Finding the Spark: Five Myths About Creativity

(Editor’s note: This article from Sara Bellum is from the Summer 2016 issue of Brain World magazine.)

Our brains have the power to find a path where none is visible, and to make new paths where none have been set. But we tend to be confined to the personality we have experienced, to the self we know, and find it difficult to move beyond it. This limits our own creativity. It is when we go beyond what we know and what we have experienced — when we challenge our brain with new questions and give it new tasks — that the brain will begin to manifest its creativity. As we know, the human brain is designed to transform endlessly. It adapts, rewires, and replaces itself based on its own feedback and information. New brain cells and neural circuits are created through unusual stimulation and responses to that stimulation.

There are many preconceptions we have about creativity — a phenomenon that seems to be around at least as long as there have been people, and which neuroscience is just beginning to understand. And yet, creativity ultimately comes from being free from the thought that you ought to learn or ought to do something specific. Having no expectations — that is the beginning of the creative process.

So, try to move beyond your past failures, beyond what you like and what you don’t like, and tweak your mindset just enough to start anew. You will gain confidence and create new possibilities. That’s just how the brain works. Let’s take a look at five confining myths that hamper our creative power, and work on breaking them, shall we?

SOME PEOPLE ARE CREATIVE AND SOME ARE NOT:

Human beings are creative by nature. Think about it. Whether you like it or not, whether you know it or not, you are constantly expressing yourself and creating your world. The sheer force of our choices in life brings about creativity. It might be that you don’t like your creation, and because we often associate creativity with beauty, we shy away from our creation, become judgmental about it and discard it. We might be dissatisfied with the way we said something, or with the way we performed, or with what we produced at a given point. But we can acknowledge our current creation and dig deeper in our brains to take it to another level and find new and greater joy and fulfillment in it. The first step is to stop looking at others’ creation, and acknowledge that you are a creative being.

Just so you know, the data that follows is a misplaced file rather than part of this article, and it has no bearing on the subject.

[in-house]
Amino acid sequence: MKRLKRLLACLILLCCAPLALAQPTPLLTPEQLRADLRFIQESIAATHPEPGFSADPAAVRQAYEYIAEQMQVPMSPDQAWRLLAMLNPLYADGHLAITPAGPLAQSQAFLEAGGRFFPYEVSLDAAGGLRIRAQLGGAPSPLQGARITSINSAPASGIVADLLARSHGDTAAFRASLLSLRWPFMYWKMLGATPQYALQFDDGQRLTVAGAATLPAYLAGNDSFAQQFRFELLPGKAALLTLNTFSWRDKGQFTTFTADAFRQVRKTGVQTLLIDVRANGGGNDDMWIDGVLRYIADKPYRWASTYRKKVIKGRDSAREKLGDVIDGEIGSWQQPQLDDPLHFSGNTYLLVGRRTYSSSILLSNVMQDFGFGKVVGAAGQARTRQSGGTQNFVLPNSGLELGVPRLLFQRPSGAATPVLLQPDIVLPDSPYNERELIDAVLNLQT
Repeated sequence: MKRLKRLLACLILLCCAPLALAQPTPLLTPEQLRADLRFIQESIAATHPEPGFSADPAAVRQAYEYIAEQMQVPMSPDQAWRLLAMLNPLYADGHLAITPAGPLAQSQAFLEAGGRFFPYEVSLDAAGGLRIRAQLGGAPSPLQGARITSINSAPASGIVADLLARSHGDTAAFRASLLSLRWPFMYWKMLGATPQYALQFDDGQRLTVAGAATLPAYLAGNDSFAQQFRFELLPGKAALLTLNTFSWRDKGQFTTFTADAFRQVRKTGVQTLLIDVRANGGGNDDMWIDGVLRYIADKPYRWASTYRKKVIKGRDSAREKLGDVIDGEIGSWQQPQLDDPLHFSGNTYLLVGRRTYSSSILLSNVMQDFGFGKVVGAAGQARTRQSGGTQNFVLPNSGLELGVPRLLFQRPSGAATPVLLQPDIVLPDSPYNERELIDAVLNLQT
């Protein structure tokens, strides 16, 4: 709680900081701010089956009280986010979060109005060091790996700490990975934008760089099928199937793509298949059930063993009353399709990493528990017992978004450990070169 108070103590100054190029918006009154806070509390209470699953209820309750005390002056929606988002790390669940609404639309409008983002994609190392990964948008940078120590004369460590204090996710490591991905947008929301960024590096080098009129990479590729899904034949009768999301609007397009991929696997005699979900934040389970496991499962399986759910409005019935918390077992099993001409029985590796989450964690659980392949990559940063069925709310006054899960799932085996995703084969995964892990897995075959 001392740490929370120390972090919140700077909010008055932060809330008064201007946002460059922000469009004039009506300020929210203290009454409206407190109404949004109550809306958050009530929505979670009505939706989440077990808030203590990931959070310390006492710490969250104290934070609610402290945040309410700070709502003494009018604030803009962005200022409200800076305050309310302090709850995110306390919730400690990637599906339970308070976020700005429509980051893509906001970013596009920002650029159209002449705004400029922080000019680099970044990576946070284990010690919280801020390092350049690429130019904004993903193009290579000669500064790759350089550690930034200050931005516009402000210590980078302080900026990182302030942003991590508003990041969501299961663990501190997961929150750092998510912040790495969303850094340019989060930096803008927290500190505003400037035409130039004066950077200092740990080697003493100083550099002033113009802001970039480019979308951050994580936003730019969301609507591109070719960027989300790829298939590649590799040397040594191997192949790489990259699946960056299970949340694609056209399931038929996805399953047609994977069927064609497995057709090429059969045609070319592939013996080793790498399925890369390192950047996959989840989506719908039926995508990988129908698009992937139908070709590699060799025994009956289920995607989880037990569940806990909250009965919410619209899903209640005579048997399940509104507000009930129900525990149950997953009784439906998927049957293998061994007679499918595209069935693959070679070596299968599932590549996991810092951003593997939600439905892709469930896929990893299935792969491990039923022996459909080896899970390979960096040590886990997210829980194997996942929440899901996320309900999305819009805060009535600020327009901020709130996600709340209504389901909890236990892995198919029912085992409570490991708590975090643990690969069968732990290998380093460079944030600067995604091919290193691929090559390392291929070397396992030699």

CREATIVITY IS A SKILL:

Creativity is not a skill. It is potential. It is already inside our brain. Figuring out how to unleash it is what we have to work on. Creation and creativity do not need to be learned, nor do they need to be expressed in something as huge or impactful as a novel or mural. All the organs and cells in our bodies are connected to our brains. That’s why when we truly set a goal or art project we want to create, we unleash our creativity to get there. The brain starts to pull all the information necessary to make it manifest. All creativity starts with an inner thought or image, and ends when we spend all our energy bringing it to life. Try it out! Take an image in your head, focus on bringing it to life, and spend all your energy on it. You might need people, tools, and atmospheres. Seek out all the resources you need. You’ll see it come to fruition.

CREATIVITY CAN’T BE DEVELOPED:

Our creativity is infinite and therefore it can be developed. It is not a fixed trait we are born with a certain amount of. By peeling off layers of expectations and preconceptions, we can tap into our increasingly genuine creative power. Research has shown how both deliberate problemsolving and spontaneous insight lead to creativity. So whether you are someone who likes to work hard to figure out something, or someone who just follows his or her instincts, simply trust yourself — you’ll find yourself moving closer to your creative genius.

CREATIVITY COMES WITH MADNESS:

We can be creative and centered and emotionally balanced at the same time. That’s perhaps the purest form of creativity. Creativity happens on a blank canvas — it is a process reaching beyond our thoughts and emotions. In fact, we might need to quiet these areas or move past them in order to find our true inspiration, as some experiments are starting to show. By looking at images of the brain and measuring brain waves of individuals in moments of insight, scientists have found that sparks of creativity may be the result of a constellation of neurons that bind together for the first time in the brain to create new pathways. Some studies have hinted that other parts of the brain quiet down in order to allow for that spark to take place.

CREATIVITY IS CONFINED TO THE ARTS:

Creativity is not merely about making a nice piece of art. It goes beyond that. It can be manifested in many different ways. Art and abstract form is one way of expression, and can help elevate the senses and expand our spiritual world. But creating the lives we want and actualizing our imagination — bringing to life the pictures in our heads we have of ourselves — that is also a form of creativity all of us are submerged in. Creativity can be as simple as coming up with new solutions to difficult problems. Manifesting your inner self also happens in very practical, physical ways, and in the heartfelt, human relationships of your everyday life.

(Editor’s note: This article from Sara Bellum is from the Summer 2016 issue of Brain World magazine.)

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